What is it to be human? How can we best live our lives in today’s complex world? What values show humanity at its finest, and how can these be cultivated?
As part of our series of events ‘Interdisciplinary Perspectives On Social Values’, we will explore these questions under the conference theme ‘The Art of Being Human’. We begin this series by considering four positive aspects of the human condition: forgiveness, decency, trust, and gratitude. While this is an arbitrary list, chosen from a much longer inventory of humanity’s better attributes, it is a useful starting point for discussion. All four features are beneficial to the people with whom we interact, and they are good for us also. When we forgive someone, it is not only the transgressor who gains: a burden is removed from our own shoulders too. Similarly, acting decently, trusting others, and showing gratitude all have deeply personal benefits as well as improving the lives of those around us. At the same time, these actions are fraught with challenges and limitations that warrant closer consideration and analysis.
‘To err is human, to forgive divine’, according to Alexander Pope. Everyone makes mistakes, but to show forgiveness for these is a finer action. Many religions warn against bearing grudges and feuding, advising us to forgive each other instead – as God forgives us for our transgressions. The alternative is to ruminate about what has offended us – or even to plot revenge. On a personal level, this is bad for our wellbeing, and on the international political stage it can escalate into war. An apology could be enough to encourage personal forgiveness, while political forgiveness might need a ‘Truth and Reconciliation Commission’. But what are the limits of forgiveness? Who is entitled to forgive? What reparations are needed? And how essential is it to forgive ourselves?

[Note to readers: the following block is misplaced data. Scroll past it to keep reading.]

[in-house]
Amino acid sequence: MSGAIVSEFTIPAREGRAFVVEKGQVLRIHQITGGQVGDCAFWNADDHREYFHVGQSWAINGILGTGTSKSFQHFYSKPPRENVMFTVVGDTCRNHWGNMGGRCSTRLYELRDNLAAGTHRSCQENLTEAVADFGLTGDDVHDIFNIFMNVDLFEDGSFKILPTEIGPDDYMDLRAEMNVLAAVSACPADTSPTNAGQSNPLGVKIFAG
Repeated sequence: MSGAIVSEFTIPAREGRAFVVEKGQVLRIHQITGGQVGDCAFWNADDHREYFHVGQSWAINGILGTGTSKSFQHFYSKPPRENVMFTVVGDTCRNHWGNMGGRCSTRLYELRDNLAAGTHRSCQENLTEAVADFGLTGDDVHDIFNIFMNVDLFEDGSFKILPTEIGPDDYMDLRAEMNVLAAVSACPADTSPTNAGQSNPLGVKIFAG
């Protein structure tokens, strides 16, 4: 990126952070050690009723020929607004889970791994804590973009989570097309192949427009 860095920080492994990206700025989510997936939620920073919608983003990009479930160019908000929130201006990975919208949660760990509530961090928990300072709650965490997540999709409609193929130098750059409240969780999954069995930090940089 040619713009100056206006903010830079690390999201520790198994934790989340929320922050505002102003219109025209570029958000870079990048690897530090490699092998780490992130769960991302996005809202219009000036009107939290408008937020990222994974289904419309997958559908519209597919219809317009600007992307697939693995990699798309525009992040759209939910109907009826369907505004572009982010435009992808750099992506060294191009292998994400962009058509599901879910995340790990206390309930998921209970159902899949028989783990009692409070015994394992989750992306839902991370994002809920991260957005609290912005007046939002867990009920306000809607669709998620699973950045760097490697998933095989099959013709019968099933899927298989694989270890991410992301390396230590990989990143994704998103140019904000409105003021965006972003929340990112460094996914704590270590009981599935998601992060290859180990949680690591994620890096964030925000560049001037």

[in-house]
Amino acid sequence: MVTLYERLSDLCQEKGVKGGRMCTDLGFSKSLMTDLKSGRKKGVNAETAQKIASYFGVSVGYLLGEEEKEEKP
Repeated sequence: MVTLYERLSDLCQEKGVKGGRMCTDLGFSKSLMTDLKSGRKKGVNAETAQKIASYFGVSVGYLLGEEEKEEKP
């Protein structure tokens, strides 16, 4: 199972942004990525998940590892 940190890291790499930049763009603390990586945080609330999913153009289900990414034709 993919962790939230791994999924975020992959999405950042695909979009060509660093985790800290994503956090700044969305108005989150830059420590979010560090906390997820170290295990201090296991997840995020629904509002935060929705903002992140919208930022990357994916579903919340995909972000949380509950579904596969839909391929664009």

Decency is still important in our times, both in public life and in the private sphere. Yet as we push into the 21st Century, ‘decency’ is coming under increasing pressure across numerous fronts and on many diverse levels. There is a coarsening of both personal and political discourse in certain places. In one sense, decent housing, decent food, decent healthcare, decent education and a decent job are all necessary for people to flourish. Yet the concept is sometimes abused when deployed by powerful groups – political, social or religious – to denounce others for indecency. Is decency a universal aspiration or is it determined locally, culturally, socially? And how does decency relate to power and the powerful, to gender, to the homeless, to the weak and to the strangers in our midst? Ought decency to be encouraged, or is it an outdated concept? If it is to be encouraged, what role do education, popular culture, laws, and professional codes have in promoting decency?
We live in a time when manipulated images, partisan reporting, and allegations of ‘fake news’ make it increasingly difficult to know who is worthy of our trust. Trust is a leap of faith that depends on a combination of experience, intuition, bravery and sheer hope. Interpersonal trust circumvents the uncertainties that put relationships at risk and transforms these into the most wondrous of alliances, as doubt turns to rapture. Less romantically, we trust professionals to conduct themselves in accordance with the rules and standards of their fields. We trust experts to tell us about events in the world and what we should or should not do. However, people and institutions we trusted have sometimes let us down. It has never been more important to evaluate how trust informs our personal and professional lives, as well as the way we operate in our communities. This raises a number of questions, including: Is there inherent value in trusting and being trusted? Is trust necessary for survival in a society? What are the foundations of trust? What makes a person or institution (un)worthy of trust? How do factors such as culture, historical context and identity shape the way we understand the concept of trust? What are the limits of trust? What are effective strategies for coping with lost trust and rebuilding a trusting relationship?